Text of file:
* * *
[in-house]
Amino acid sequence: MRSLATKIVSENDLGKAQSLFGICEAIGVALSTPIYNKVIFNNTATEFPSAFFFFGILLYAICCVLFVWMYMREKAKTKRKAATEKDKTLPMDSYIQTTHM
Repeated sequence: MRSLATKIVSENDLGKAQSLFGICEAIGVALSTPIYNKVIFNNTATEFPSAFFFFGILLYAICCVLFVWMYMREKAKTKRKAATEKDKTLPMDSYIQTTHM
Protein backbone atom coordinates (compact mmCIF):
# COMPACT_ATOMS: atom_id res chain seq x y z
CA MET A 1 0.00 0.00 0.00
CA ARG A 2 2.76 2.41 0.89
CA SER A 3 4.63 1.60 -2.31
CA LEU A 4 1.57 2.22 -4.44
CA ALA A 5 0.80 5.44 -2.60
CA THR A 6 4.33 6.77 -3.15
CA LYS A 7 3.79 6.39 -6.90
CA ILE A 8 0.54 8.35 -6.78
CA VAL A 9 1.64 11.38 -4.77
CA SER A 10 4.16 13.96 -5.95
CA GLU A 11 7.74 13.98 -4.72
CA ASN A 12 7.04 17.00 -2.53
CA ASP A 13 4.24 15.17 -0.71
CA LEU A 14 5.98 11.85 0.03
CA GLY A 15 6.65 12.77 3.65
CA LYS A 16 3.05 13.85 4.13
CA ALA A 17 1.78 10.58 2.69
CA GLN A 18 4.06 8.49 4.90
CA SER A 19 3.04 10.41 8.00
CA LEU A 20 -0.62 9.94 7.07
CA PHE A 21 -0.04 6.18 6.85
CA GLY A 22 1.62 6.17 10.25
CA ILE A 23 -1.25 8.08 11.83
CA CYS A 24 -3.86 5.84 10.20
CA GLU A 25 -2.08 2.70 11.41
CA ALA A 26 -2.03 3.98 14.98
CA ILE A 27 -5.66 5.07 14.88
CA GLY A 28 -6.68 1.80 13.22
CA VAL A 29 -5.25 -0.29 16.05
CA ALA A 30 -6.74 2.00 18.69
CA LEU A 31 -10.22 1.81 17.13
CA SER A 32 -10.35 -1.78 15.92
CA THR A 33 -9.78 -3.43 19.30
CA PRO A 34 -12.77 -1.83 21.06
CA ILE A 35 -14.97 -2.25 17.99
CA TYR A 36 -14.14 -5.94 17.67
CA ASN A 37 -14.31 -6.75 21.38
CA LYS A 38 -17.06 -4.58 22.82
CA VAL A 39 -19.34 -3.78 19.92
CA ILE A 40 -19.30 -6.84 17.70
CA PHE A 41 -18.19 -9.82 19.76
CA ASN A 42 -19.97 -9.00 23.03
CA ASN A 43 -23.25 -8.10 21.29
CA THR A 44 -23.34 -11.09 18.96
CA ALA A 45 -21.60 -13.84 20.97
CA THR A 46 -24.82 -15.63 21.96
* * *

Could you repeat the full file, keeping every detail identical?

[in-house]
Amino acid sequence: MRSLATKIVSENDLGKAQSLFGICEAIGVALSTPIYNKVIFNNTATEFPSAFFFFGILLYAICCVLFVWMYMREKAKTKRKAATEKDKTLPMDSYIQTTHM
Repeated sequence: MRSLATKIVSENDLGKAQSLFGICEAIGVALSTPIYNKVIFNNTATEFPSAFFFFGILLYAICCVLFVWMYMREKAKTKRKAATEKDKTLPMDSYIQTTHM
Protein backbone atom coordinates (compact mmCIF):
# COMPACT_ATOMS: atom_id res chain seq x y z
CA MET A 1 0.00 0.00 0.00
CA ARG A 2 2.76 2.41 0.89
CA SER A 3 4.63 1.60 -2.31
CA LEU A 4 1.57 2.22 -4.44
CA ALA A 5 0.80 5.44 -2.60
CA THR A 6 4.33 6.77 -3.15
CA LYS A 7 3.79 6.39 -6.90
CA ILE A 8 0.54 8.35 -6.78
CA VAL A 9 1.64 11.38 -4.77
CA SER A 10 4.16 13.96 -5.95
CA GLU A 11 7.74 13.98 -4.72
CA ASN A 12 7.04 17.00 -2.53
CA ASP A 13 4.24 15.17 -0.71
CA LEU A 14 5.98 11.85 0.03
CA GLY A 15 6.65 12.77 3.65
CA LYS A 16 3.05 13.85 4.13
CA ALA A 17 1.78 10.58 2.69
CA GLN A 18 4.06 8.49 4.90
CA SER A 19 3.04 10.41 8.00
CA LEU A 20 -0.62 9.94 7.07
CA PHE A 21 -0.04 6.18 6.85
CA GLY A 22 1.62 6.17 10.25
CA ILE A 23 -1.25 8.08 11.83
CA CYS A 24 -3.86 5.84 10.20
CA GLU A 25 -2.08 2.70 11.41
CA ALA A 26 -2.03 3.98 14.98
CA ILE A 27 -5.66 5.07 14.88
CA GLY A 28 -6.68 1.80 13.22
CA VAL A 29 -5.25 -0.29 16.05
CA ALA A 30 -6.74 2.00 18.69
CA LEU A 31 -10.22 1.81 17.13
CA SER A 32 -10.35 -1.78 15.92
CA THR A 33 -9.78 -3.43 19.30
CA PRO A 34 -12.77 -1.83 21.06
CA ILE A 35 -14.97 -2.25 17.99
CA TYR A 36 -14.14 -5.94 17.67
CA ASN A 37 -14.31 -6.75 21.38
CA LYS A 38 -17.06 -4.58 22.82
CA VAL A 39 -19.34 -3.78 19.92
CA ILE A 40 -19.30 -6.84 17.70
CA PHE A 41 -18.19 -9.82 19.76
CA ASN A 42 -19.97 -9.00 23.03
CA ASN A 43 -23.25 -8.10 21.29
CA THR A 44 -23.34 -11.09 18.96
CA ALA A 45 -21.60 -13.84 20.97
CA THR A 46 -24.82 -15.63 21.96